In 1895 a fifteen year old Italian boy named Simon Rodia, along with his brother, emigrated to the United States. They settled in Pennsylvania where they both got a job working in a mine. After his brother died in a mining accident, he did what many single men of the time did – he headed west. He bounced around Northern California for years but eventually settled in the Watts neighborhood of Los Angeles in 1920.
Struggling with alcoholism and what he described as a deep despair, Rodia was filled with a “fierce determination to build something big.” In 1921 he undertook a massive project that he called “Nuestra Pueblo” (Our Town), but eventually became known as the Watts Towers.
The Watts Towers are a series of 17 interconnected structures made out of steel rebar, Rodia’s own blend of concrete, and wire mesh. Embedded into the concrete are a myriad of found objects: broken glass, ceramic pieces, old soda bottles, sea shells, figurines, and more, much of it brought to him by neighborhood children. Lacking any sort of formal training in either art or construction, Rodia’s towers are considered one of the best examples of “outsider” or naive art.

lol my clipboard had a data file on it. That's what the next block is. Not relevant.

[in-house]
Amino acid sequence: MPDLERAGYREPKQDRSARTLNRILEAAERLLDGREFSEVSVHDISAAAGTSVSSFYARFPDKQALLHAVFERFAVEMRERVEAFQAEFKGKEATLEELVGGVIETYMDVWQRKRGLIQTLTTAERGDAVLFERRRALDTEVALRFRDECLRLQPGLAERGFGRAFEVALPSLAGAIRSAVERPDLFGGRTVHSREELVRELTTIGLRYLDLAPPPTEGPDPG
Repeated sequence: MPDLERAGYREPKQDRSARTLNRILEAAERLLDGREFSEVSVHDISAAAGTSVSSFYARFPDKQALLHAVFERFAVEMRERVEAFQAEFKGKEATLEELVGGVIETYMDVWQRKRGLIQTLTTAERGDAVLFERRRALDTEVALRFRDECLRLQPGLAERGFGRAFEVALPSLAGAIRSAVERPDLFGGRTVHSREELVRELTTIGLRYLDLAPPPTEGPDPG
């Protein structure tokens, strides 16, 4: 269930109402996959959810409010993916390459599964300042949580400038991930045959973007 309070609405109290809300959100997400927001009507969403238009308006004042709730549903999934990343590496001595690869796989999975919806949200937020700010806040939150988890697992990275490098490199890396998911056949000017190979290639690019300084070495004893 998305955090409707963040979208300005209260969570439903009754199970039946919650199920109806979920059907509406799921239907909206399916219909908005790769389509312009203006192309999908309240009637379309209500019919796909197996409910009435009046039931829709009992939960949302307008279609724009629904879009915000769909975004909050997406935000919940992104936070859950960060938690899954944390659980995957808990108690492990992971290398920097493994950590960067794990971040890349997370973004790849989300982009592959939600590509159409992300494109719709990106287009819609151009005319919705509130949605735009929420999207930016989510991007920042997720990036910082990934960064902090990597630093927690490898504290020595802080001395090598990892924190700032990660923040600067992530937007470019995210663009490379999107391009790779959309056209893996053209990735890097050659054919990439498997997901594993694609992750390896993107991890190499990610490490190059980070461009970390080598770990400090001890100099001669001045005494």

In 1955 Rodia, tired of battling with the city and neighborhood vandalism, eventually left his house and project to move to Martinez, California, to be with his sister. He passed away in 1965. Two years later, in 1967, The Beatles released their album “Sgt. Peppers Lonely Heart’s Club Band.” Simon Rodia is immortalized on the cover, in the back row on the right, next to Bob Dylan.
Long embattled by the city for lack of permitting and safety standards, the Watts Towers were kept alive by a concerted effort of artists and celebrities, before the city finally declared them a historical landmark in 1990. They now sit in what is called the Simon Rodia Historic State Park. The park is open to the public, with regular visiting hours.